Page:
DGM are mourning tonight, ... watch as they come after 6 pm --- they cannot believe that no one is listening to their stupid advice, and some are still crying wolf non stop , so blinded with few doomsday theories ....
The flavour of the day is rising interest rates and watching out the Aussies etc ...and round and round they go while clever people are celebrating new house warming parties ...

Wise FHBs and others are buying while the market is affordable and steady ( something that the DGM are struggling to comprehend) - wise folks know that they don't want to live in the dog house or shoe boxes promised by this noob CoLs .. they will leave these to others who believe in Santa Phil.

One thing to take away from these results is that Demand is Strong and sales are On - As for those who bemuse themselves with dreadful Auction results and reading between the Tea leaves of financial news , Just... ooops !!

There are good opportunities out there for owners to grab, I was privy to a sale that was too good to be true last week.

Watch for the June numbers , but most importantly the July 18 numbers.
prices are on the rise all the way to October - not too much, but positive 2-5% is in site.

Awww, stop are stoking my deep FOMO!!! I just can’t take it any longer......I’m in!!! Where do I get my koolaid!!??

Oh well, detection of sarcasm isn’t one of your greatest strengths.....never mind, I’m sure you have others

Neither is upper case management....

Hi Eco Bird,

DGM are dead in the water.

Certainly, FHB are not interested in listening to DGM.

People like Retired-Poppy have been giving FHB a bum steer - but FHB are much wiser/smarter than him.


TTP, FHB are wise to wait rather than pay these prices. In Feb 2017, you said so yourself then backtracked. It's sad to see they are borrowing such huge amounts on 30-year mortgages at lofty prices. A lot appears to be interest only terms too. This is not a wise time to buy. This is a suckers market.

There's no bum steering going on here apart from that of a clueless TTP who changes his forecasts every month then jokes about it when pressed for supporting facts.

I very much doubt any banks offer FHBs interest only mortgages.

What makes you say that Zachary? New lending on Interest only to owner occupiers (including FHB) $1,236m here;

Man, why would owner occupiers go interest only for new lending...? I mean, doesn’t that show you cant really afford that house? Good grief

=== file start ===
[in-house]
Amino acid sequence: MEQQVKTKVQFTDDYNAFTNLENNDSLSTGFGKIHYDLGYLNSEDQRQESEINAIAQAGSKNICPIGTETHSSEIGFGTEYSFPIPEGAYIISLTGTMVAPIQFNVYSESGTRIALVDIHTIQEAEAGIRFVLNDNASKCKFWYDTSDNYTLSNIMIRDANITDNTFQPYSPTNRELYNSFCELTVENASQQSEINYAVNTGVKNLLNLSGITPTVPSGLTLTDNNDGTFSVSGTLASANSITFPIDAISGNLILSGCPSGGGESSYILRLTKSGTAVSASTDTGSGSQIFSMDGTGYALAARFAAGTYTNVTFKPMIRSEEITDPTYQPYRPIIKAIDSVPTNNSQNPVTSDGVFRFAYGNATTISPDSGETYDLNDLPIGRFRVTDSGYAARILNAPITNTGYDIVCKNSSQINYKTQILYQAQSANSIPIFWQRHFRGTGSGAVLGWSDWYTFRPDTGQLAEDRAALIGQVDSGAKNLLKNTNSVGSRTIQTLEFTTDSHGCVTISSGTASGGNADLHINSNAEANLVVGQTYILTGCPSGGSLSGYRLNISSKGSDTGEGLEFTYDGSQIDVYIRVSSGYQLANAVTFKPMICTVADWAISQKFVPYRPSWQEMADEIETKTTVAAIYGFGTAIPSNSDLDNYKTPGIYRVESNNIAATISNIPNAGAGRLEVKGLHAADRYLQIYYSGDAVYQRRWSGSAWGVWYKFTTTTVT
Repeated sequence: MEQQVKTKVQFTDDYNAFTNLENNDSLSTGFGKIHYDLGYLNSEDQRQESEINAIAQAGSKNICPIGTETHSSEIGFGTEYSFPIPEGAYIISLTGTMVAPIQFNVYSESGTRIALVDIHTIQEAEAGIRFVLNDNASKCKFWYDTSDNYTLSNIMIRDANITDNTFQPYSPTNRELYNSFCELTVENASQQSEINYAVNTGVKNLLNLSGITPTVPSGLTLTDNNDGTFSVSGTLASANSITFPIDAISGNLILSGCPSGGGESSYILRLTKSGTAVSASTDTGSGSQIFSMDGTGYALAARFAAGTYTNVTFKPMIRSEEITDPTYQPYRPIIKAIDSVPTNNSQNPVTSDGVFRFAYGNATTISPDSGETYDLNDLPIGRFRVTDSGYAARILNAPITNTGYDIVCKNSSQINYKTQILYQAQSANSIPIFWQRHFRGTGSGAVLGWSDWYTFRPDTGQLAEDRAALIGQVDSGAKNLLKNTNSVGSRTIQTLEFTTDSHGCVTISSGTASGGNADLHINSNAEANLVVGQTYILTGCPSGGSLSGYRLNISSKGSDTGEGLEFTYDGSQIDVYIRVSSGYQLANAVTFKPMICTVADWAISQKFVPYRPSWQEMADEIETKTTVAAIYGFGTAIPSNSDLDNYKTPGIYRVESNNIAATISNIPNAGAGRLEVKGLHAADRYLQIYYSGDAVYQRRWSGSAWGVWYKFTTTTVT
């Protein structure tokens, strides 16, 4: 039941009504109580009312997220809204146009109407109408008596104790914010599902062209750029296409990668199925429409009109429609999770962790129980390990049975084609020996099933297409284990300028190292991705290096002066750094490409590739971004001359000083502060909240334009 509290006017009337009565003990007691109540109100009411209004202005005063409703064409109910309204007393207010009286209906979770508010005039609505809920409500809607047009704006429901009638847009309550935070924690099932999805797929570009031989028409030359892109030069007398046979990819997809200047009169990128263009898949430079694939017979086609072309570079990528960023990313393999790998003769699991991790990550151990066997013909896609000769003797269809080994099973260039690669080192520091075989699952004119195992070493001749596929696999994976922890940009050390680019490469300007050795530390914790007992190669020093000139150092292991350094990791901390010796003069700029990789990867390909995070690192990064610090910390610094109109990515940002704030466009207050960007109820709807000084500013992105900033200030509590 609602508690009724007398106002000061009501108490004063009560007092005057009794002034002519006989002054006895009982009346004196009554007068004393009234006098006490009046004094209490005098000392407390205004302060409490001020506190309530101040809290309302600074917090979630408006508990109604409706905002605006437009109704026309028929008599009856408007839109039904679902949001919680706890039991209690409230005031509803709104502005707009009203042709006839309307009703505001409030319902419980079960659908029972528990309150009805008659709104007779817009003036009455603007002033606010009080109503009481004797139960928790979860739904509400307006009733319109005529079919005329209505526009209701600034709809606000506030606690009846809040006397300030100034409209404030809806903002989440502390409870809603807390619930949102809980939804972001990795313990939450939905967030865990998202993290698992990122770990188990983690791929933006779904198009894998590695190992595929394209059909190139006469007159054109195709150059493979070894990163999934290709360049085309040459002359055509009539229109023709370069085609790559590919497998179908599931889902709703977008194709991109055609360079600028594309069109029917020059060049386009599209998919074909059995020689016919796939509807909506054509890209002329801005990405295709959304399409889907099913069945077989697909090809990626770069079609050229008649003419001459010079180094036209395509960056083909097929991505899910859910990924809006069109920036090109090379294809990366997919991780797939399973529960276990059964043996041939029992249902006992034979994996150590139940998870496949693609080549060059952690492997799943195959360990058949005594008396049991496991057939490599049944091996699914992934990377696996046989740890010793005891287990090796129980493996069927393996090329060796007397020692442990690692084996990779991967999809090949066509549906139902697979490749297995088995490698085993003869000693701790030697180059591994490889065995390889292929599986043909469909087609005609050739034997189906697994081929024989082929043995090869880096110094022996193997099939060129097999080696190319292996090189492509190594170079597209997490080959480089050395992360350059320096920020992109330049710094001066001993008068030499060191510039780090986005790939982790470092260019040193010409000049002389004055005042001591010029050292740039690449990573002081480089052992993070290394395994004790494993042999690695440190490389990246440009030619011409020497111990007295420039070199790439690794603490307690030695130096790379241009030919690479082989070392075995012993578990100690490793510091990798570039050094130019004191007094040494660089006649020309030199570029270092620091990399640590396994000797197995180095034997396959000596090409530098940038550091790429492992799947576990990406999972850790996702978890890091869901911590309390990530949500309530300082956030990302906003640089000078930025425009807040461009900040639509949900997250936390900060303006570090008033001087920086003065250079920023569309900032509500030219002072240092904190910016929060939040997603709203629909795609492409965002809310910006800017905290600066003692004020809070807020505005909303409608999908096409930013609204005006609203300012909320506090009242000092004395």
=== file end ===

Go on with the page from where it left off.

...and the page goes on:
I suppose if interest only makes sense for an investor it makes sense for a FHB as well. For example, historically, it would be more sensible to pay $650 a week in interest than it would to pay $650 in rent. If you bought a house in Auckland ten years ago for 300k and paid interest only you would now have about 300k equity minus about 50k in other costs like rates and insurance.

However it doesn't make so much sense for the banks as landlord's are generally managing things as a business while FHBs actually live in their homes. Landlords are paying off lump sums or paying off the entire mortgage regularly as they sell properties.

I do suspect the revolving credit is skewing these figures. A lot of revolving credit is never actually used and if it is regarded as an interest only mortgage for its full amount then a lot of theses figures are meaningless.

An investor buys to make money from capital gain. An occupier buys to acquire a home. How does it make sense for an owner if at the end of the loan the owner owns no more of the home than it did at the beginning? Interest only is a terrible idea for an owner occupier.

Lenders are doing everything possible to get FHB's across the line. It's still very much a selling culture in play. It's not pretty.

Bobster, I agree. This reads like a honeymoon that will end in tears. Note the RBA is now losing market influence due to rising wholesale funding costs. As the punch bowl is drained, it will happen here too.

Eco Bird, as a contingency, talk with your "business partner" before it's too late!


Long time no speak.

I think it is very admirable that every day you come on this site, spend hours and hours writing posts that very few people seem to read and even fewer appear to agree with. Given that you are probably in the lower quartile (thought I'd use a term you'd understand), for overall thumbs up on this site. I thought that I would offer you my hand in friendship. We don't have to agree on things, I admire your single mindedness.

As a tribute to you and those like you (who may also be you) or who are, at least in the same boat as you, maybe even look like and feel like you, highly leveraged, unloved by many, possibly needing lessons in grammar (not double grammar), just plain English - I would like to offer you a homage to you and all you property addicts.

I just wish there was an option to block his posts. Credit for consistant noise though. Still reckon its a reset or mega inflation. Current govt voted in to acheive the first option.

Time will tell.

I use a Chrome add-in called Highlight This! which allows me to highlight lists of keywords. Have created a list of the usernames of the property investors which highlights them in National Blue. Helps me know which posts to skip. I have other lists in different colours too but cannot disclose who is on which list :)

Hi Nic Johnson,

Thanks for your offer of friendship - always good to have friends. So delighted to reciprocate.